An automated EZ mapping tool was developed at the Ophthalmic Imaging Center at Cleveland Clinic through collaboration with ImageIQ (Cleveland, Ohio, USA) for segmenting the EZ with additional retinal layers, providing linear, area and volumetric measurements, as well as en face visualisation for evaluating EZ and outer retinal dynamics (figure 1). In brief, the macular cube data set was imported into a novel OCT-automated segmentation tool. Automated segmentation and mapping were performed. The SDOCT image stack was passed through multiple filters and the RPE was identified as the floor for the algorithm segmentation. Using a prespecified search area, the EZ was identified, if present, based on relative intensity, proximity and relative location of the outer retinal bands. Manual independent reviewer of the segmentation accuracy was performed for each of the eyes. To evaluate reliability of the algorithm, multiple time points in normal samples were assessed and compared for variability. The data set was then transformed into multiple output components. Cross-sectional area and cubic volumetric data were generated related to the EZ–RPE thickness. Three-dimensional reconstruction was also performed of the entire data set with embedded EZ mapping for visualisation of areas of pathology. Finally, en face EZ thickness topographic maps were created for each data set. Zeiss Cirrus SDOCT system was used for all normal, AMD, hydroxychloroquine and ocriplasmin eyes with a 6 mm×6 mm macular cube. The intraoperative OCT scan assessment following membrane peeling was performed with the Bioptigen Envisu system with a 10 mm×10 mm macular cube.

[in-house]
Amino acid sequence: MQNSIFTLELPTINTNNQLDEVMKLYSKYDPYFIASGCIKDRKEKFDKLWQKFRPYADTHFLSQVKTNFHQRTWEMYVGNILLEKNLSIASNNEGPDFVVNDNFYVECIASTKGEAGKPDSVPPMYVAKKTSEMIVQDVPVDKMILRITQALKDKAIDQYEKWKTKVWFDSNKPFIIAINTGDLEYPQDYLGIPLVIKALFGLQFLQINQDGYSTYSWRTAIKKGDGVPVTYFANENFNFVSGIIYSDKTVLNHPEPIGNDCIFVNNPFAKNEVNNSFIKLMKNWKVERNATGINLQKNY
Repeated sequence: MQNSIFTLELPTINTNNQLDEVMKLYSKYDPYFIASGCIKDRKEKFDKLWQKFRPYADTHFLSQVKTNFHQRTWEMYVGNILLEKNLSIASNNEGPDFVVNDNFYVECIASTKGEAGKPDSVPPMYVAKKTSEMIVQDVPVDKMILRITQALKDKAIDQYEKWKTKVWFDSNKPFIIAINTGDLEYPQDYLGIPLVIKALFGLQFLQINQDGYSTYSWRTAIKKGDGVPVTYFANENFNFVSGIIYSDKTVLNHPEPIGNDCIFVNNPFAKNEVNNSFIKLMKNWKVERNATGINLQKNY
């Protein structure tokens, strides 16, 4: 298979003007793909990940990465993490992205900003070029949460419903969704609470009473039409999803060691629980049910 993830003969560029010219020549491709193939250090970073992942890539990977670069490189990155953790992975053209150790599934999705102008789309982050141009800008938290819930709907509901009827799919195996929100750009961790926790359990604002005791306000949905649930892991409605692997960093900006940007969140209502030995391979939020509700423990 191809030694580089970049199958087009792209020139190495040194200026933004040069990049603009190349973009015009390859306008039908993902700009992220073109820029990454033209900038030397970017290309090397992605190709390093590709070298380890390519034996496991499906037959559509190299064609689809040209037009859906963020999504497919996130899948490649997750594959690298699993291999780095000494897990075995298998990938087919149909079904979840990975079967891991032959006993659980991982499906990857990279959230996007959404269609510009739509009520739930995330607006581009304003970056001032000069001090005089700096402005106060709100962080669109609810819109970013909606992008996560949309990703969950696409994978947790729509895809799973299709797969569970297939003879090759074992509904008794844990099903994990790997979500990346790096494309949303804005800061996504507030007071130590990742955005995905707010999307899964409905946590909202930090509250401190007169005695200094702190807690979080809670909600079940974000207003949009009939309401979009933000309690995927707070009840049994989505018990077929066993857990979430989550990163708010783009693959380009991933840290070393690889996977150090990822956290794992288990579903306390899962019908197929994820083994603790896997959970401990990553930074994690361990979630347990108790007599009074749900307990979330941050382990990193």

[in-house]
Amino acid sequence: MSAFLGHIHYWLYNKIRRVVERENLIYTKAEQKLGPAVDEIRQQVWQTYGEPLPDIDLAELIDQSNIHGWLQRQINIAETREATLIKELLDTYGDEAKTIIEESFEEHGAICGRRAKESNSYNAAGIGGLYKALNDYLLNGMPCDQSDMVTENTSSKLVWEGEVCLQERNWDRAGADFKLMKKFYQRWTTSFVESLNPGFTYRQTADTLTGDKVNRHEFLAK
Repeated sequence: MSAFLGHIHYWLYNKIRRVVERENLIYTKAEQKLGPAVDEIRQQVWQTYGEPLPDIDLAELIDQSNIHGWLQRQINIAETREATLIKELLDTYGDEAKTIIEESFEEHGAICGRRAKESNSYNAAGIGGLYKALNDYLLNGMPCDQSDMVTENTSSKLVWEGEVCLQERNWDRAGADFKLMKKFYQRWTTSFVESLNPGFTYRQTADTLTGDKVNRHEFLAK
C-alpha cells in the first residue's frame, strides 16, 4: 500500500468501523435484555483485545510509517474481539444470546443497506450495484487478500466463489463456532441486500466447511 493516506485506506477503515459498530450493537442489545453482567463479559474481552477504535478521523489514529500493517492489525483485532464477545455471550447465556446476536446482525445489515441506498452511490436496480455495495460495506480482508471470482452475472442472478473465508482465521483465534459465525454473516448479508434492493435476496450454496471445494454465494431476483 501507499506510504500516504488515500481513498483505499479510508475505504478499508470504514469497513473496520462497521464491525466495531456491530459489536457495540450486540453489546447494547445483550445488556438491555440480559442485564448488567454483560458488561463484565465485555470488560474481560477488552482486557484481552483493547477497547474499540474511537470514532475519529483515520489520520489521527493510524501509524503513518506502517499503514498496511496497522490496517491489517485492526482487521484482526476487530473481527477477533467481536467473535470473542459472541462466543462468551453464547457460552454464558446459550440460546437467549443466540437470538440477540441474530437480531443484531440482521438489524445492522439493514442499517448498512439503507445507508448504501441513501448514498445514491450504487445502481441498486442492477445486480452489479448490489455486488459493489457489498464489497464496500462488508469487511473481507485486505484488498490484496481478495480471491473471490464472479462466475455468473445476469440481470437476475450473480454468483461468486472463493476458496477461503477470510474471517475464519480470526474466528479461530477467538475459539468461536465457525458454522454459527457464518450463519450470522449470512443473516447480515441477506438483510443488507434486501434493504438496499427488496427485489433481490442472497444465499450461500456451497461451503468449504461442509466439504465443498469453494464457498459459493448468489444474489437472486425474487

Figure 1

Ellipsoid zone mapping in a normal eye. (A) B-scan segmentation of the ellipsoid zone. (B) Three-dimensional reconstruction of the ellipsoid zone revealing the overall integrity (green). (C) En face mapping of relative ellipsoid zone to retinal pigment epithelium thickness.

Results

A total of 34 eyes were included in this innovation report. Twelve normal eyes were assessed with the EZ mapping algorithm. The mean EZ–RPE volume was 1.27±0.094 (mm3), the mean central foveal area was 0.22±0.019 (mm2) and mean EZ map thickness was >20 µ in 99% of sampled areas. Multiple time points were assessed in 11 normal eyes to evaluate the algorithm reproducibility. The mean EZ volume at the first and second visits were highly correlated (1.26±0.094 mm3 and 1.28±0.11 mm3, correlation coefficient=0.82, p<0.001).

EZ mapping in AMD with geographic atrophy (n=4) exhibited multifocal areas of EZ loss on the en face map and decreased EZ–RPE volume (figure 2). EZ–RPE volume was reduced to a mean of 1.02±0.17 mm3 (p=0.015, compared with normal cases) and an EZ thickness of >20 µ was seen in only (59%–89%) of the cube compared with 99% in normal eyes reflecting the areas of atrophy.

Figure 2

Ellipsoid zone mapping in an eye with geographic atrophy secondary to age-related macular degeneration. (A) B-scan segmentation of the ellipsoid zone. (B) Three-dimensional reconstruction of the ellipsoid zone revealing the overall integrity (green) and areas of ellipsoid zone loss (blue). (C) En face mapping of relative ellipsoid zone to retinal pigment epithelium thickness, note the reduced ellipsoid zone to retinal pigment epithelium thickness (arrows).